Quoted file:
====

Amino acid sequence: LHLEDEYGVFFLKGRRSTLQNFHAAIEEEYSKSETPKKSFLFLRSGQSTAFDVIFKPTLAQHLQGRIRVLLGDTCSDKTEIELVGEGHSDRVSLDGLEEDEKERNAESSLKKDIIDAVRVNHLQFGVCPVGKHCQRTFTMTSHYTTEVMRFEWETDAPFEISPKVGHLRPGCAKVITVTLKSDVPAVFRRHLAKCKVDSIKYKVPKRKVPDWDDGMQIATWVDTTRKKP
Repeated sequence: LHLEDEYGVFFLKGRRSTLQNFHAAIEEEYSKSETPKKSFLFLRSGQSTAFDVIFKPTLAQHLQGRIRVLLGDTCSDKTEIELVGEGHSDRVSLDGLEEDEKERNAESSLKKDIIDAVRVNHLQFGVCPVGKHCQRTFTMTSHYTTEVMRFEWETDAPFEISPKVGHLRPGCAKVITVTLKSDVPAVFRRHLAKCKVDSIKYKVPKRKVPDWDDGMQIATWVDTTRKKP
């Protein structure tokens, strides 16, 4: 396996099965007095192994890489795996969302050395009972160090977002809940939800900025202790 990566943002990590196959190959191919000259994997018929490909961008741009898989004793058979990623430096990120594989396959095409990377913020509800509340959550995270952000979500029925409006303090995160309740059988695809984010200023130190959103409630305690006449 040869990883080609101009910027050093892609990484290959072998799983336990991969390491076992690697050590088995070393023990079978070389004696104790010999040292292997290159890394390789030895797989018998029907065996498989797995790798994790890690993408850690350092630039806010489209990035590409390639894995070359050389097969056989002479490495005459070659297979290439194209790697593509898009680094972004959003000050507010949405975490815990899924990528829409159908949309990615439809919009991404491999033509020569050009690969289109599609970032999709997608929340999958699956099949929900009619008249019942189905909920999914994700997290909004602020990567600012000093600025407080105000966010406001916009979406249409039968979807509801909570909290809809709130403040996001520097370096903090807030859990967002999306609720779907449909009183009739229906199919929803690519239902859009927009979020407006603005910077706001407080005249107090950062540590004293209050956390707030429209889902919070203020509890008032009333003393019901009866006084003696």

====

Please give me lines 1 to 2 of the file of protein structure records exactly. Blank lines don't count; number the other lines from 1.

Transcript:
Amino acid sequence: LHLEDEYGVFFLKGRRSTLQNFHAAIEEEYSKSETPKKSFLFLRSGQSTAFDVIFKPTLAQHLQGRIRVLLGDTCSDKTEIELVGEGHSDRVSLDGLEEDEKERNAESSLKKDIIDAVRVNHLQFGVCPVGKHCQRTFTMTSHYTTEVMRFEWETDAPFEISPKVGHLRPGCAKVITVTLKSDVPAVFRRHLAKCKVDSIKYKVPKRKVPDWDDGMQIATWVDTTRKKP
Repeated sequence: LHLEDEYGVFFLKGRRSTLQNFHAAIEEEYSKSETPKKSFLFLRSGQSTAFDVIFKPTLAQHLQGRIRVLLGDTCSDKTEIELVGEGHSDRVSLDGLEEDEKERNAESSLKKDIIDAVRVNHLQFGVCPVGKHCQRTFTMTSHYTTEVMRFEWETDAPFEISPKVGHLRPGCAKVITVTLKSDVPAVFRRHLAKCKVDSIKYKVPKRKVPDWDDGMQIATWVDTTRKKP